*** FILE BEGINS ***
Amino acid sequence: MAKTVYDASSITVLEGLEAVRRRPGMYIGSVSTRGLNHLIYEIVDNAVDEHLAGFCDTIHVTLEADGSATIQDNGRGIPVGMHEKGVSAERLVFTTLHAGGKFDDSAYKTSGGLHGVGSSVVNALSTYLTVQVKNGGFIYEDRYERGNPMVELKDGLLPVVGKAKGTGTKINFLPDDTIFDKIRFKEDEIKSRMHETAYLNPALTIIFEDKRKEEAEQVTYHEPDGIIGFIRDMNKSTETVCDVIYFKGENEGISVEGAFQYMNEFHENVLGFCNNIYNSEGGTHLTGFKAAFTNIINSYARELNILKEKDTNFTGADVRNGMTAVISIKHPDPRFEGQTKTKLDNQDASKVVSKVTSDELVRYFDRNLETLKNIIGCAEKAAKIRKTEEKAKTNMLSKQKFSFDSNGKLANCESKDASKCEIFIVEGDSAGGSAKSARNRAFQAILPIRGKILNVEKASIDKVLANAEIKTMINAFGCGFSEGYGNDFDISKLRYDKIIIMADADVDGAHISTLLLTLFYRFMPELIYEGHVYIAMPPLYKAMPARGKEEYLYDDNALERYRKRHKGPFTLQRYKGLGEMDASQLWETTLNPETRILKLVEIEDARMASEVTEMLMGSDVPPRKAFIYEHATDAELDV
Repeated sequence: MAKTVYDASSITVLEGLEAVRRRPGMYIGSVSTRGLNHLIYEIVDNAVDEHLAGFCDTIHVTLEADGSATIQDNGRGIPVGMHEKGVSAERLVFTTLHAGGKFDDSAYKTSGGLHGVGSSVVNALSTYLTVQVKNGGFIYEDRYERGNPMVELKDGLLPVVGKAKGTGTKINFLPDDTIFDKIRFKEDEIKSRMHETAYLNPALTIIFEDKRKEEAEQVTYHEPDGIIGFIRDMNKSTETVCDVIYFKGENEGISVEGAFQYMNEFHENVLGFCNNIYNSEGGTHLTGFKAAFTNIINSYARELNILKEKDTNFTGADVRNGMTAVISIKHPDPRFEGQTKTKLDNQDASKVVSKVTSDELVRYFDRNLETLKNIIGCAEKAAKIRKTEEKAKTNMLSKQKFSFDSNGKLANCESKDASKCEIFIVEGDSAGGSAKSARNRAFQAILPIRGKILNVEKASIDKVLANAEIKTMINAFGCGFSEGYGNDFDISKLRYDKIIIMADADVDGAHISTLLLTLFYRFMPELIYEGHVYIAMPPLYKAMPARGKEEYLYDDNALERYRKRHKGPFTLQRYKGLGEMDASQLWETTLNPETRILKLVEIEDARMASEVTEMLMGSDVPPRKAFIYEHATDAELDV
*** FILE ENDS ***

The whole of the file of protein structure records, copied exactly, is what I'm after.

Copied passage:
Amino acid sequence: MAKTVYDASSITVLEGLEAVRRRPGMYIGSVSTRGLNHLIYEIVDNAVDEHLAGFCDTIHVTLEADGSATIQDNGRGIPVGMHEKGVSAERLVFTTLHAGGKFDDSAYKTSGGLHGVGSSVVNALSTYLTVQVKNGGFIYEDRYERGNPMVELKDGLLPVVGKAKGTGTKINFLPDDTIFDKIRFKEDEIKSRMHETAYLNPALTIIFEDKRKEEAEQVTYHEPDGIIGFIRDMNKSTETVCDVIYFKGENEGISVEGAFQYMNEFHENVLGFCNNIYNSEGGTHLTGFKAAFTNIINSYARELNILKEKDTNFTGADVRNGMTAVISIKHPDPRFEGQTKTKLDNQDASKVVSKVTSDELVRYFDRNLETLKNIIGCAEKAAKIRKTEEKAKTNMLSKQKFSFDSNGKLANCESKDASKCEIFIVEGDSAGGSAKSARNRAFQAILPIRGKILNVEKASIDKVLANAEIKTMINAFGCGFSEGYGNDFDISKLRYDKIIIMADADVDGAHISTLLLTLFYRFMPELIYEGHVYIAMPPLYKAMPARGKEEYLYDDNALERYRKRHKGPFTLQRYKGLGEMDASQLWETTLNPETRILKLVEIEDARMASEVTEMLMGSDVPPRKAFIYEHATDAELDV
Repeated sequence: MAKTVYDASSITVLEGLEAVRRRPGMYIGSVSTRGLNHLIYEIVDNAVDEHLAGFCDTIHVTLEADGSATIQDNGRGIPVGMHEKGVSAERLVFTTLHAGGKFDDSAYKTSGGLHGVGSSVVNALSTYLTVQVKNGGFIYEDRYERGNPMVELKDGLLPVVGKAKGTGTKINFLPDDTIFDKIRFKEDEIKSRMHETAYLNPALTIIFEDKRKEEAEQVTYHEPDGIIGFIRDMNKSTETVCDVIYFKGENEGISVEGAFQYMNEFHENVLGFCNNIYNSEGGTHLTGFKAAFTNIINSYARELNILKEKDTNFTGADVRNGMTAVISIKHPDPRFEGQTKTKLDNQDASKVVSKVTSDELVRYFDRNLETLKNIIGCAEKAAKIRKTEEKAKTNMLSKQKFSFDSNGKLANCESKDASKCEIFIVEGDSAGGSAKSARNRAFQAILPIRGKILNVEKASIDKVLANAEIKTMINAFGCGFSEGYGNDFDISKLRYDKIIIMADADVDGAHISTLLLTLFYRFMPELIYEGHVYIAMPPLYKAMPARGKEEYLYDDNALERYRKRHKGPFTLQRYKGLGEMDASQLWETTLNPETRILKLVEIEDARMASEVTEMLMGSDVPPRKAFIYEHATDAELDV